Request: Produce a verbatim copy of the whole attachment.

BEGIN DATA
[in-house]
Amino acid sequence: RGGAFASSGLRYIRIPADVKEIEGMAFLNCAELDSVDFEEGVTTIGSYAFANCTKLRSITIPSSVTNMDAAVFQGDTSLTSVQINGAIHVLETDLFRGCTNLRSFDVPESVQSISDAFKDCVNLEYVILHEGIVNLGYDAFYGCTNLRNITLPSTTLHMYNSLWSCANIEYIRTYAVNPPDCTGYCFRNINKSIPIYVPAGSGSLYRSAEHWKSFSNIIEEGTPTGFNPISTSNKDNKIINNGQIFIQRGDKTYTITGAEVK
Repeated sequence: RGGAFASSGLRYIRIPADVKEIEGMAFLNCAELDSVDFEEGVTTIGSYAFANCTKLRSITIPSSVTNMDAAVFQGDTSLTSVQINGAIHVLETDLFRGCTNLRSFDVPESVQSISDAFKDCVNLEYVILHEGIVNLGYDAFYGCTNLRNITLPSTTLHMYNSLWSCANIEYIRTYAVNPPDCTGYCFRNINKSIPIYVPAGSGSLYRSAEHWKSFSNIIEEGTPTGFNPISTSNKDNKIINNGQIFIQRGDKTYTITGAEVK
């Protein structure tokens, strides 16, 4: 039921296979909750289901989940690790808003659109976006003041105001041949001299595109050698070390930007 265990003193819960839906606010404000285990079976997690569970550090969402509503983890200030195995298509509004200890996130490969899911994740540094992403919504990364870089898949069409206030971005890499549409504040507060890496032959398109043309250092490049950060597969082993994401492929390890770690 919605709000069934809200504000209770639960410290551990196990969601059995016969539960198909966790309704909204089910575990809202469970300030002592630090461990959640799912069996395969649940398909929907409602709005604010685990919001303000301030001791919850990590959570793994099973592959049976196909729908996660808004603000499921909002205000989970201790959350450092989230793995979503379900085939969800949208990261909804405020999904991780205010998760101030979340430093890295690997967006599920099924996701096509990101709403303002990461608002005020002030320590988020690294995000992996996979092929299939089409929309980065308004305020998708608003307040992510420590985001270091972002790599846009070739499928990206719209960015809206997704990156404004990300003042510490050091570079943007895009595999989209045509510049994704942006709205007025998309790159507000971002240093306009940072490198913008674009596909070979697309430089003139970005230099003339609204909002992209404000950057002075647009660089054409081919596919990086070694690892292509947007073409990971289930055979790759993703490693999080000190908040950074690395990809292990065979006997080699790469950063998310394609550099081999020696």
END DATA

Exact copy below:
[in-house]
Amino acid sequence: RGGAFASSGLRYIRIPADVKEIEGMAFLNCAELDSVDFEEGVTTIGSYAFANCTKLRSITIPSSVTNMDAAVFQGDTSLTSVQINGAIHVLETDLFRGCTNLRSFDVPESVQSISDAFKDCVNLEYVILHEGIVNLGYDAFYGCTNLRNITLPSTTLHMYNSLWSCANIEYIRTYAVNPPDCTGYCFRNINKSIPIYVPAGSGSLYRSAEHWKSFSNIIEEGTPTGFNPISTSNKDNKIINNGQIFIQRGDKTYTITGAEVK
Repeated sequence: RGGAFASSGLRYIRIPADVKEIEGMAFLNCAELDSVDFEEGVTTIGSYAFANCTKLRSITIPSSVTNMDAAVFQGDTSLTSVQINGAIHVLETDLFRGCTNLRSFDVPESVQSISDAFKDCVNLEYVILHEGIVNLGYDAFYGCTNLRNITLPSTTLHMYNSLWSCANIEYIRTYAVNPPDCTGYCFRNINKSIPIYVPAGSGSLYRSAEHWKSFSNIIEEGTPTGFNPISTSNKDNKIINNGQIFIQRGDKTYTITGAEVK
């Protein structure tokens, strides 16, 4: 039921296979909750289901989940690790808003659109976006003041105001041949001299595109050698070390930007 265990003193819960839906606010404000285990079976997690569970550090969402509503983890200030195995298509509004200890996130490969899911994740540094992403919504990364870089898949069409206030971005890499549409504040507060890496032959398109043309250092490049950060597969082993994401492929390890770690 919605709000069934809200504000209770639960410290551990196990969601059995016969539960198909966790309704909204089910575990809202469970300030002592630090461990959640799912069996395969649940398909929907409602709005604010685990919001303000301030001791919850990590959570793994099973592959049976196909729908996660808004603000499921909002205000989970201790959350450092989230793995979503379900085939969800949208990261909804405020999904991780205010998760101030979340430093890295690997967006599920099924996701096509990101709403303002990461608002005020002030320590988020690294995000992996996979092929299939089409929309980065308004305020998708608003307040992510420590985001270091972002790599846009070739499928990206719209960015809206997704990156404004990300003042510490050091570079943007895009595999989209045509510049994704942006709205007025998309790159507000971002240093306009940072490198913008674009596909070979697309430089003139970005230099003339609204909002992209404000950057002075647009660089054409081919596919990086070694690892292509947007073409990971289930055979790759993703490693999080000190908040950074690395990809292990065979006997080699790469950063998310394609550099081999020696």